OVERVIEW rationale and to suggest enlisting Cushing’s syndrome

LITERATURE ON THE TOPICThe intention of the paper is to give rationale and to suggest enlisting
Cushing’s syndrome (CS) amongst high cardiovascular (CV) risk conditions. A considerable
amount of data refers to several-fold amplified mortality in CS. The causes are
based on high occurrence of many CV risk factors in persons with CS (e.g., adiposity, arterial hypertension, dyslipidemia,
as well as diabetes mellitus /DM/). Therefore, practically all individuals with CS have correspondingly the metabolic syndrome
(MetSy), which is known as laden with high CV risk. Characteristically, in spite of the young average age, numerous of CS individuals dysplay
a ‘high’ or a ‘very high’ CV risk, with the risk of a major CV event of over
20% in the following ten years. Although DM is listed as a condition
with high cardiovascular risk CS
is not, despite the fact that the greater part of CS population
have either diabetes mellitus or diagnosed impaired glucose tolerance. CS is stated as a risk factor for aortic dissection
in current guidelines, and it should be named as a disease with high CV risk (alike
DM and chronic kidney disease) in the relevant guidelines, as well.


Key-Words: Cushing’s
syndrome, diabetes mellitus, arterial hypertension, metabolic syndrome, cardiovascular
risk factors.

corticosteroid administration (i.e. CS) is enlisted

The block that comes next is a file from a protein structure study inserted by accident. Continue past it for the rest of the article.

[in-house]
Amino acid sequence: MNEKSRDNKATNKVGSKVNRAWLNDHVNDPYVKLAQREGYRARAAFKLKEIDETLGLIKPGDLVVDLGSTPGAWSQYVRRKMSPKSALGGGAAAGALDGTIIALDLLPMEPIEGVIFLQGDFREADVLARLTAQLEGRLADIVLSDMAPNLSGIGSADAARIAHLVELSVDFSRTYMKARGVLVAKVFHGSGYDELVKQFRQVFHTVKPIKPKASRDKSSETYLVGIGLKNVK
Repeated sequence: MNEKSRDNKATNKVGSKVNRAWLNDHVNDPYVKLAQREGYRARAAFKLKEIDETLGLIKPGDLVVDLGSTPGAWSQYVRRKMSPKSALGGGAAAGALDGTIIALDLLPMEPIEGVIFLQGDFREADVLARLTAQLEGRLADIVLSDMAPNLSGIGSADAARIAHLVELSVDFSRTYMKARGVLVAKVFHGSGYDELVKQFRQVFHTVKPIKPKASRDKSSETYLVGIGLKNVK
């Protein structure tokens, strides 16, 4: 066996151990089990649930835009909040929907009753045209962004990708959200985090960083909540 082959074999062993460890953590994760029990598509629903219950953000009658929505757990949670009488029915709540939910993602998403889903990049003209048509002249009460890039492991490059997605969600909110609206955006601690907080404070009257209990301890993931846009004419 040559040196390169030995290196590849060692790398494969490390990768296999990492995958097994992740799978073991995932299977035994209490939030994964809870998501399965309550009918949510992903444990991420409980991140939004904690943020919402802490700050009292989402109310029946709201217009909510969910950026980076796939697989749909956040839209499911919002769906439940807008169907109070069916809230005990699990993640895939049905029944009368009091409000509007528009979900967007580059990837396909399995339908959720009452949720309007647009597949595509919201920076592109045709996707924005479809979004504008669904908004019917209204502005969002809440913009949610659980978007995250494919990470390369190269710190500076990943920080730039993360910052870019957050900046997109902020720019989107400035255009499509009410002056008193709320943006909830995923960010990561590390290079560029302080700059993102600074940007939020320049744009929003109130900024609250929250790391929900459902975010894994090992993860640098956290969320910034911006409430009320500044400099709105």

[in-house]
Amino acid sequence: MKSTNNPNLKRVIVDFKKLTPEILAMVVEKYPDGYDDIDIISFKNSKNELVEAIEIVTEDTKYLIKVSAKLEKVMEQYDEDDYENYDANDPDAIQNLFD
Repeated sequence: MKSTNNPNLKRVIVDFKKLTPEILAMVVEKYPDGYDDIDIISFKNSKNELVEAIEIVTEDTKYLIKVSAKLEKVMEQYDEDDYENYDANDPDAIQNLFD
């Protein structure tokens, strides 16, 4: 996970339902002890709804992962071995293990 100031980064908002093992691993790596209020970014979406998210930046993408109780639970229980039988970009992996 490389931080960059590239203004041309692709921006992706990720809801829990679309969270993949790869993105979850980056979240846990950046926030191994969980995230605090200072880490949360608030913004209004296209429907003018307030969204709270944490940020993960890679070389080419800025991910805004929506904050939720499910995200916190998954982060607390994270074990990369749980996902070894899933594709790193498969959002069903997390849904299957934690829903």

in 2010 Guidelines as a risk factor (RF) for aortic dissection with lack of
detailed elucidation (1). Accordingly, what is evident both from common
medical sense, as well as from everyday practice (that CS should be considered
as a kind of high cardiovascular /CV/ risk) is not in Guidelines; nevertheless,
what is neither noticeable, nor common (that CS persons are predisposed to
aortic dissection) is a part of current Guidelines (1).

The intention of the paper is
to give rationale (from published medical literature) and to suggest enlisting
CS amongst high cardiovascular risk conditions.



Exogenous (mostly iatrogenic) CS is
the repercussion of the applying of glucocorticoids or adrenocorticothropic
hormone (ACTH). Iatrogenic CS is nowadays definitely the most frequent form of all
forms of CS. In other words, as many as one percent of the populace is receiving corticosteroids
per os (even 3% of individuals over 70 years old ), plus individuals who
use other administration routes (e.g., inhalation, transdermal, intravenous,
intramuscular, intraarticular, rectal, etc) (2). While
endogenous form of CS is practically rare, a markedly high percentage (0.8-2%)
of the overall population has long-term/high-dose glucocorticoid therapy (3). Wei et al. examined exactly 68,781 persons who were on glucocorticoid therapy, as well as 82,202
controls with lack of earlier hospitalization for CV illness (more than 150,000 individuals in whole). Independently of known covariates, estimated
relative risk (adjusted rate ratio) for  CV events, was  2.56 (CI, 2.18-2.99) in individuals who
have received glucocorticoids in high doses (4). This population-based research demonstrates that individuals
who were treated with daily doses of glucocorticoids larger than 7.5 mg of
prednisolone (or dose equivalents of other glucocorticoids) during one to five years
of follow-up period, had significantly higher prevalence of all CV diseases, e.g.,
myocardial infarction, cardiac insufficiency, as well as cerebrovascular illness
(4).  Since
many individuals were administered corticosteroid therapy, it has a considerable
clinical relevance (5)